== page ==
Published October 19, 2012
| Zillow, Scott Sheldon
It’s not uncommon for borrowers to ask: “Why can’t I get the interest rates I see advertised on the Internet?”
One of the most important characteristics of securing a mortgage is your FICO score. Simply put, the lower the credit score, the higher the interest rate.
3 different scores, 3 different rates
Your FICO score determines both your eligibility for a mortgage and the interest rate that you’ll be paying throughout the term of the loan. Consider the following scenarios to see how a credit score impacts indebtedness when purchasing a $300,000 home.
Assuming a 5 percent down/5 percent equity (95 percent loan-to-value ratio) financing with a conventional mortgage on a primary residence, 740 FICO score
Mortgage rate: 3.625 percent, with no points
Total interest paid on a term of 360 months: $182,909
Same assumptions with a 700 FICO score
Mortgage rate: 3.875 percent
Total interest paid over 360 months: $197,463
Same assumptions with a 680 FICO score
Mortgage rate: 4.125 percent
Total interest paid over 360 months: $212,251
In general, for every 40-point swing in credit score when purchasing or refinancing, expect the interest rate to rise about 0.25 percent based on the borrower’s FICO score alone, all other factors being constant.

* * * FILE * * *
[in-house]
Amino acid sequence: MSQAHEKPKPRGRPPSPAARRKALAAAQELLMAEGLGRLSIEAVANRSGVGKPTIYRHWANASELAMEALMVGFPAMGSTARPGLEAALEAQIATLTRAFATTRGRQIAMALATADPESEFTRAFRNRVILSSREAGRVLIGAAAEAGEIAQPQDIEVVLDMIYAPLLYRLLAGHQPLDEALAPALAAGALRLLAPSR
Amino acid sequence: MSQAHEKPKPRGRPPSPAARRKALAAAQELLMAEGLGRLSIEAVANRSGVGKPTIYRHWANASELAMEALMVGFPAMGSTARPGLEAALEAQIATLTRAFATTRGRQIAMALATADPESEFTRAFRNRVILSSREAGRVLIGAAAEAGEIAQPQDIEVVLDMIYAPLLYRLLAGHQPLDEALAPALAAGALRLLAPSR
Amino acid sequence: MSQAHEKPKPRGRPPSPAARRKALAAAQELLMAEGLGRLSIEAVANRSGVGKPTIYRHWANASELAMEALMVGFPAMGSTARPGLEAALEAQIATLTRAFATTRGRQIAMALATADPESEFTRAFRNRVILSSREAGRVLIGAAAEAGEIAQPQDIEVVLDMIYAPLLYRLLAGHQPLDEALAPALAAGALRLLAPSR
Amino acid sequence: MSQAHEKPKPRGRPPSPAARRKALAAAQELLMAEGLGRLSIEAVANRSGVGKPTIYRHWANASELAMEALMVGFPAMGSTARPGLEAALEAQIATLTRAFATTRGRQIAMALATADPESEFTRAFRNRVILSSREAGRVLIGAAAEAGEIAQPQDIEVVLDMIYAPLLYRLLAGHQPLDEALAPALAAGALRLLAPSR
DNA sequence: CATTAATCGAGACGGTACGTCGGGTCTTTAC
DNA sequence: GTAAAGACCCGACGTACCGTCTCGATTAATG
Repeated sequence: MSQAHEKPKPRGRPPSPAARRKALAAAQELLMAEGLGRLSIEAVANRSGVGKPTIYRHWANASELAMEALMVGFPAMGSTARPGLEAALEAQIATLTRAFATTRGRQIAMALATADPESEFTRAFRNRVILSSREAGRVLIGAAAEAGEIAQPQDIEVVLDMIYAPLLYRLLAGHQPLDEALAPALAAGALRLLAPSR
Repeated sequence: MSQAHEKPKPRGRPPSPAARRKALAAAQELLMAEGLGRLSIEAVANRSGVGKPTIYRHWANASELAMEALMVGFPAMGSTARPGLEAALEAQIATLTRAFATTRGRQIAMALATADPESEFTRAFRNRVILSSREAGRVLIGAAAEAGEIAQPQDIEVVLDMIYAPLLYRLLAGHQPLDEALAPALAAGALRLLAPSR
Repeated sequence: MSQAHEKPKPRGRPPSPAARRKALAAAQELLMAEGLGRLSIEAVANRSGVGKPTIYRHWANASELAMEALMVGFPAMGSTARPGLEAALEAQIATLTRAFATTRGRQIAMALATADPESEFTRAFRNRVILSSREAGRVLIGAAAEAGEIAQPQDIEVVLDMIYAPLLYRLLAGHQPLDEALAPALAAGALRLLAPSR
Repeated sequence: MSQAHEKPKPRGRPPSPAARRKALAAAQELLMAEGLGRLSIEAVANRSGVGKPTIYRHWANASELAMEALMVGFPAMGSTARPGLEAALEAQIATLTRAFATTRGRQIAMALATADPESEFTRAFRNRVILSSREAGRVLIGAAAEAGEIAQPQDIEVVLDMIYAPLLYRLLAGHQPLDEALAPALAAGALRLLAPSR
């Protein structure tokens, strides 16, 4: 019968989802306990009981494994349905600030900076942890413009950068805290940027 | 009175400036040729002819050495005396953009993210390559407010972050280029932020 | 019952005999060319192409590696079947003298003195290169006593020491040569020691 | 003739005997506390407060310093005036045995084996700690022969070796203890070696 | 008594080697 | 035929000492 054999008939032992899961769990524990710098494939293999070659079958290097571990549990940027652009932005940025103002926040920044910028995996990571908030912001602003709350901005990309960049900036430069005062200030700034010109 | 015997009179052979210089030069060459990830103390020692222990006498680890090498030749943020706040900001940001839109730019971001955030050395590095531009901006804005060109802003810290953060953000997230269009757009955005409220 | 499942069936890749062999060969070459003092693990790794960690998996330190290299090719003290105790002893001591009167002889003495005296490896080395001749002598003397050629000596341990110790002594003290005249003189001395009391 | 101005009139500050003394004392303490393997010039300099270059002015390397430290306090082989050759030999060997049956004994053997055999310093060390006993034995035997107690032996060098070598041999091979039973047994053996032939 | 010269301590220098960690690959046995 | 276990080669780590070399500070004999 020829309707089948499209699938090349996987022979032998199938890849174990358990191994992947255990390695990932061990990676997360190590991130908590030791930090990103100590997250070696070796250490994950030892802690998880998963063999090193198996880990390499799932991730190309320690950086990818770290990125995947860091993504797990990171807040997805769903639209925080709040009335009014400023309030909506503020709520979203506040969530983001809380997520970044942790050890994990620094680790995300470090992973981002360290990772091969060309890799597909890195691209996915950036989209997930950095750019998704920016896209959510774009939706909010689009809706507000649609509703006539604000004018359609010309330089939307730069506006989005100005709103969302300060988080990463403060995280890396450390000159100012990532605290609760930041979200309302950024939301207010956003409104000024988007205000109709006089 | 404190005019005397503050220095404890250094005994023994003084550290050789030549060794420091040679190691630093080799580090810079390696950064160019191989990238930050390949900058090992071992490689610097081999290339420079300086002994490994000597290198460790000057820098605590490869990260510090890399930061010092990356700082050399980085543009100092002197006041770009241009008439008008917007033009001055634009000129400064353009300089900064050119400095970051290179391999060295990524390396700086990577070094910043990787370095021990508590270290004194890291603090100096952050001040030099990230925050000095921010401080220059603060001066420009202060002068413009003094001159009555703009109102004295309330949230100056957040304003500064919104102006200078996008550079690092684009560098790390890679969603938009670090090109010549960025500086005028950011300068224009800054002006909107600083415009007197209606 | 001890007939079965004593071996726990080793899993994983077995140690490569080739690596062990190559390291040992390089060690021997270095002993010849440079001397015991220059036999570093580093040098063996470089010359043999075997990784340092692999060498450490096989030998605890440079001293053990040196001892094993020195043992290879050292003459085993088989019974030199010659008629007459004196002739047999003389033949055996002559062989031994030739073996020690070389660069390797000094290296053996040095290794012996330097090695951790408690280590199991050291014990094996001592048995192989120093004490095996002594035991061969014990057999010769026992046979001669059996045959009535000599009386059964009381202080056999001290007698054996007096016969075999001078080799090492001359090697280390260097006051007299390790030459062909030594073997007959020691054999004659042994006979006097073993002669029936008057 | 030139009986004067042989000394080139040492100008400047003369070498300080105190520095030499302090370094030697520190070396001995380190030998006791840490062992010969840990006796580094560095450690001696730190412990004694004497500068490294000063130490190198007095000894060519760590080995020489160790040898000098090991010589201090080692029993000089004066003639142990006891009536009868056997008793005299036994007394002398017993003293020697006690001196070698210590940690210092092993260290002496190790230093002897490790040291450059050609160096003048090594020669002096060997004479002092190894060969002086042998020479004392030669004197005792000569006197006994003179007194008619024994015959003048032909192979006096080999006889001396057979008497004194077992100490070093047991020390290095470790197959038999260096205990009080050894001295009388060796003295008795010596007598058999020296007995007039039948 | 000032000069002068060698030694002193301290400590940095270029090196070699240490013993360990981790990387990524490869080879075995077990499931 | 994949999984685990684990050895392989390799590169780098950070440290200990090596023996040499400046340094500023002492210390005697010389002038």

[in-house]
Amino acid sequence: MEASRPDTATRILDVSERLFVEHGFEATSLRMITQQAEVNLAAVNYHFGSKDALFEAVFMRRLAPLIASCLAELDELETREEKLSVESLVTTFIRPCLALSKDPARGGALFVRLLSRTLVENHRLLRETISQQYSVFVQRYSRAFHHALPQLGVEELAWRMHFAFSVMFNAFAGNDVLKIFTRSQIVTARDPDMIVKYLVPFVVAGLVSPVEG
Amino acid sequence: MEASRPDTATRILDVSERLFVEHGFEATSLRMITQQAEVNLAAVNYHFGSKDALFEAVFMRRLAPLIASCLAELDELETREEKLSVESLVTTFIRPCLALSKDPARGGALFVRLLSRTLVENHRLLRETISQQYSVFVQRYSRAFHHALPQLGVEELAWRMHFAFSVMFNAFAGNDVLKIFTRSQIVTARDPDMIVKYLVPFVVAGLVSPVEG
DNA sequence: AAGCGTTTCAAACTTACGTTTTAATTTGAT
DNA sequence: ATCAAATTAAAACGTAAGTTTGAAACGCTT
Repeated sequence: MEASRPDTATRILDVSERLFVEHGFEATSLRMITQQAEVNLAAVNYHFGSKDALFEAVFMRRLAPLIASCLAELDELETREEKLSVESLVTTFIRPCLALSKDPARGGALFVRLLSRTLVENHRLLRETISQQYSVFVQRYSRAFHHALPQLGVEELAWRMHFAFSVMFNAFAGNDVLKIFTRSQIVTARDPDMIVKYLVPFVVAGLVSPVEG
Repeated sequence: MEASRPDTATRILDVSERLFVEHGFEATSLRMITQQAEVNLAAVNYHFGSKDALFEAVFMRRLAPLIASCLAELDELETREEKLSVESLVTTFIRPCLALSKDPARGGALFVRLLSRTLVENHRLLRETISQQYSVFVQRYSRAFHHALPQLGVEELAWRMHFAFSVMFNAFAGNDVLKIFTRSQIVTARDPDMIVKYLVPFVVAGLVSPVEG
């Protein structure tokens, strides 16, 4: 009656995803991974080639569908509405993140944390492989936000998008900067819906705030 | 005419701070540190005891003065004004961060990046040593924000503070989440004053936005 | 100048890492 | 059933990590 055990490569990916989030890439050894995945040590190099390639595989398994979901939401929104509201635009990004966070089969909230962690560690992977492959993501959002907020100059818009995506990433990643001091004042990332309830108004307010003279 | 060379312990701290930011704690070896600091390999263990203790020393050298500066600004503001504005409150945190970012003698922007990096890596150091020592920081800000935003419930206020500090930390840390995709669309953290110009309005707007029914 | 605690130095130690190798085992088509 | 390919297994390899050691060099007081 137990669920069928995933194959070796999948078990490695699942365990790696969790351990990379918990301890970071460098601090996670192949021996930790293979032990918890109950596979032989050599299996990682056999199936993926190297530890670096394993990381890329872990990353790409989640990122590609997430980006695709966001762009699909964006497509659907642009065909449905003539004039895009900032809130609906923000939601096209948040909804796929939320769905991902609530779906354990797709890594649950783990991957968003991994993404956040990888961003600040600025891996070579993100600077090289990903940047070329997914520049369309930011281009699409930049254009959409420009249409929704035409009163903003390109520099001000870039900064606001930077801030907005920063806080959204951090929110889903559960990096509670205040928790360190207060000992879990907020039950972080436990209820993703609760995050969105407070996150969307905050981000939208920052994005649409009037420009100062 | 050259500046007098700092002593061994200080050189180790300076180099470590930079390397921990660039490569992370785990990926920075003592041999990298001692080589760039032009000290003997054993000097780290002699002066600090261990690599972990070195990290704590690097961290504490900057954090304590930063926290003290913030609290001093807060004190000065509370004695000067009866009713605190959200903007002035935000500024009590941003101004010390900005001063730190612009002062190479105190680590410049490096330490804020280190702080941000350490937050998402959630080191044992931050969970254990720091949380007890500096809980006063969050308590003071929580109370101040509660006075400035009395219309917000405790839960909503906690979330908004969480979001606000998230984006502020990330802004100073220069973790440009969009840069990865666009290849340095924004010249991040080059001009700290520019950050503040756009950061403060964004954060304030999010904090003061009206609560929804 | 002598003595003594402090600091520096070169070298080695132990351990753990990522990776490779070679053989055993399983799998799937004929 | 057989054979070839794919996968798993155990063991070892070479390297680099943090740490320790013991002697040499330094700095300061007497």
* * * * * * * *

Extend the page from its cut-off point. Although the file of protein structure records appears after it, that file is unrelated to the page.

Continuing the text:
Debt, income and assets
Other factors also are considered in a lender's decision to extend credit, but the lower the FICO score, the more emphasis is placed on your debt, income and assets.
Here’s a basic model in order of priority:
Imagine a scale with credit, debt and income on one side and assets and loan-to-value ratio on the other. The side with credit, debt and income will always be a larger weighted factor than assets and loan-to-value.
If you plan on comparing mortgage loans with a few different lenders, be prepared to tell each lender your whole story up front and give them a realistic picture of your FICO score. This allows the lender to make all the factors work, so you know what you’re shopping for.
The score becomes a critical factor as lenders use credit to predict default risk. Credit, debt, income and assets are reviewed on a weighted risk scale to determine the pros and cons of making the home loan. The more risk the lender absorbs, the costlier the mortgage. Conversely, the more risk you absorb, the better the terms are for you as a borrower (hence why adjustable-rate mortgages are substantially lower cost mortgages).
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Scott Sheldon is a senior loan officer and consumer advocate based in Santa Rosa, California. Scott has been seen in Yahoo! Homes, CNN Money, Marketwatch and The Wall Street Journal. Connect with him at Sonoma County Mortgages.